Croatia: Island hopping

There are a few countries that are synonymous with islands: Greece, Thailand, Indonesia, and of course, Croatia. There are around 1000 islands found around Croatia, with roughly 48 of them being inhabitable – meaning that you’ll definitely be able to find something to suit your holiday needs. To help you on your way, we’ve put together this Croatian island guide to help you with your island hopping. 


The ideal starting point for your Croatian adventure, the medieval city of Dubrovnik offers a number of landmarks, cultural highlights, and a wonderful food and drink scene. Sitting high above the Adriatic Sea, the vistas on view from Dubrovnik are just as impressive as the historic architecture found within the city. Even though it’s always been a popular holiday destination with tourists, it’s recently had something of a resurgence due to it being a filming location for the HBO smash-hit series Game of Thrones. Once you’ve got your fill of sightseeing, you can head to the port to plot your first stop.

Best for: Spotting the Game of Thrones filming locations.
Must see: The views from the cable car at sunset.
How to get there: Dubrovnik’s Airport is in Cilipi, around 15 km from Dubrovnik city centre. Catch a shuttle bus from the airport for the least expensive option, which takes about 25 minutes. Alternatively, use a taxi for a faster service. 


Often talked about as the best island to visit when it comes to natural scenery, Mljet boasts stunning beaches, two saltwater lakes where you can also swim, and a stunning national park. A truly gorgeous expanse of land to explore, you can spend more than a few days in the national park on some scenic treks, while canoeing is also a popular pastime. The island is peaceful, secluded and unbelievably beautiful, which is why legend claims that Odysseus holed up here for seven years with Calypso the nymph – sounds like a good plan to us.

Best for: Exploring on foot or sightseeing in a canoe.
Must see: The Roman Palace. The ruins are so large that the road passes straight through them.
How to get there: There are daily car ferries from Prapratno which is 56 km from Dubrovnik. If you’re travelling on foot, catch a shuttle bus from Dubrovnik Airport to Prapratno, then a catamaran to the island.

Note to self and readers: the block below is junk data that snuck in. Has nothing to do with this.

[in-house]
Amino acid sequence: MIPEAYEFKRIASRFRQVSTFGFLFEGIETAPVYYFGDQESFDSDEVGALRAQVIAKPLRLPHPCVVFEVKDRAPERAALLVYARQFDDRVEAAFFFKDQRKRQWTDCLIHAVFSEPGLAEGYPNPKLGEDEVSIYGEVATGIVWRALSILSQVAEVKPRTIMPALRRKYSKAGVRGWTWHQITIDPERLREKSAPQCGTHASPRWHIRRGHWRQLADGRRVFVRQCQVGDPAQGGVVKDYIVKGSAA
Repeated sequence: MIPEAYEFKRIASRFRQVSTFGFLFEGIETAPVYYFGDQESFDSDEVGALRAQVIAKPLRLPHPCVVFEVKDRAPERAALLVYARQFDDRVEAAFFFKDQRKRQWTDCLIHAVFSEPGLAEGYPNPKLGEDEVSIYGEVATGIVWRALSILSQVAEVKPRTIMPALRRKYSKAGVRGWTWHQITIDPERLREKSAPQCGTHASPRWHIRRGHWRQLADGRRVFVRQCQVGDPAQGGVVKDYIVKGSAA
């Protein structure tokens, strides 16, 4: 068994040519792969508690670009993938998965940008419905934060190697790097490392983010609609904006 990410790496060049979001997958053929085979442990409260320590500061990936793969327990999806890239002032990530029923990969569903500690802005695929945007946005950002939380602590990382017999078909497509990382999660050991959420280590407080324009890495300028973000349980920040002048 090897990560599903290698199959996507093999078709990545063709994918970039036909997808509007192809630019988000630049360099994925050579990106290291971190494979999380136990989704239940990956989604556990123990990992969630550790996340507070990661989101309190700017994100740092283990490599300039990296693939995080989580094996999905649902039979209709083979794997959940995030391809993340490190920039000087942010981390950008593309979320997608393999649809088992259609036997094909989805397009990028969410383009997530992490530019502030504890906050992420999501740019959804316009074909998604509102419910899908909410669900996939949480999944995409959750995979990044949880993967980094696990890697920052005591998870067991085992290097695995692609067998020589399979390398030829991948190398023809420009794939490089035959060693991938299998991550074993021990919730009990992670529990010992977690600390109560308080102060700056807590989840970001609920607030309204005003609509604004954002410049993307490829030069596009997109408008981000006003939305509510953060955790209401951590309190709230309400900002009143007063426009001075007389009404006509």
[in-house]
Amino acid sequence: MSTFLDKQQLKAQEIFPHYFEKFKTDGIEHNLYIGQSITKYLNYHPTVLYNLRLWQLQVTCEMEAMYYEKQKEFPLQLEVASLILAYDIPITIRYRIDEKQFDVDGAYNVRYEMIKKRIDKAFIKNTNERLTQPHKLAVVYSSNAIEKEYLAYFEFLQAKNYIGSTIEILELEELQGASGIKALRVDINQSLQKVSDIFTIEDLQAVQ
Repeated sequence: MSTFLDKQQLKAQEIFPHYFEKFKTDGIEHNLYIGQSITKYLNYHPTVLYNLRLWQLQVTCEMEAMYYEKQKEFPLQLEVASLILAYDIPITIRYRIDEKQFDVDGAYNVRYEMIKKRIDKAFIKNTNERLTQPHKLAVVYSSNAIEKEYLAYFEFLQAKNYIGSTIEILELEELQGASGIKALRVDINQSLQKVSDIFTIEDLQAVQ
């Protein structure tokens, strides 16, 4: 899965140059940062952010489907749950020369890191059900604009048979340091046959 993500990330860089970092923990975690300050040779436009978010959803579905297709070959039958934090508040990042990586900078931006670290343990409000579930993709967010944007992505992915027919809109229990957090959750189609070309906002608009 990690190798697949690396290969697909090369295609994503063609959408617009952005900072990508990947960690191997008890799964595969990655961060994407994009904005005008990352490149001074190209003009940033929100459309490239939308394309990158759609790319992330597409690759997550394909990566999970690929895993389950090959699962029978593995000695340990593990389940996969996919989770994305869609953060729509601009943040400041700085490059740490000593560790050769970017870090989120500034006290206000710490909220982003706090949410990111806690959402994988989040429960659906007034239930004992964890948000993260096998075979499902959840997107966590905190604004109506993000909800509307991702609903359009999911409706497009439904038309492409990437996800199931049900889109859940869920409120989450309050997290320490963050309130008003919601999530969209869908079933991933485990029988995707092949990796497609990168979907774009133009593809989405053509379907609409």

Next stop, Hvar. Currently seen as the happening place along the coast, Hvar offers lots of quaint eateries, fashionable bars, and a glitzy port that’s perfect for yacht-spotting. The main spot of Hvar Town offers elegant hotels and restaurants if you’re after the finer things in life, while the legendary beach bars are where you want to be if you just want to have a good time. In terms of natural scenery, Hvar's possesses lots of ancient hamlets, craggy peaks, vineyards and even some lavender fields. For another additional stop on your journey – jump on a quick ferry to Brac.

Best for: Yacht-spotting at the port.
Must see: St Stephen’s Square for sipping a drink by the 16th-century fountain.
How to get there: There are two international airports that have direct shuttle services to Hvar - Split and Dubrovnik. Wherever you land, you can also choose to rent a car or take a taxi.


A short ferry ride from Split and Hvar, this is the largest of the Croatian islands, boasting its own airport. Famed for its white stone, from which the White House was built, delicious olive oil, and as its truly wonderful beaches – which include Zlatni Rat, otherwise known as the Golden Horn.